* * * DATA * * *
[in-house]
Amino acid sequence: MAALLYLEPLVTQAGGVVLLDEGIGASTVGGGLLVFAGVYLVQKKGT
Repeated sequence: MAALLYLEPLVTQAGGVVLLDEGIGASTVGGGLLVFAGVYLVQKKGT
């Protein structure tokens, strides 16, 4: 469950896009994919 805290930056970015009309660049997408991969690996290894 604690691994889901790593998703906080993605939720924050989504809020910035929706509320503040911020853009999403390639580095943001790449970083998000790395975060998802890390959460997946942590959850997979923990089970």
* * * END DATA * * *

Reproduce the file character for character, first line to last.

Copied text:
[in-house]
Amino acid sequence: MAALLYLEPLVTQAGGVVLLDEGIGASTVGGGLLVFAGVYLVQKKGT
Repeated sequence: MAALLYLEPLVTQAGGVVLLDEGIGASTVGGGLLVFAGVYLVQKKGT
């Protein structure tokens, strides 16, 4: 469950896009994919 805290930056970015009309660049997408991969690996290894 604690691994889901790593998703906080993605939720924050989504809020910035929706509320503040911020853009999403390639580095943001790449970083998000790395975060998802890390959460997946942590959850997979923990089970």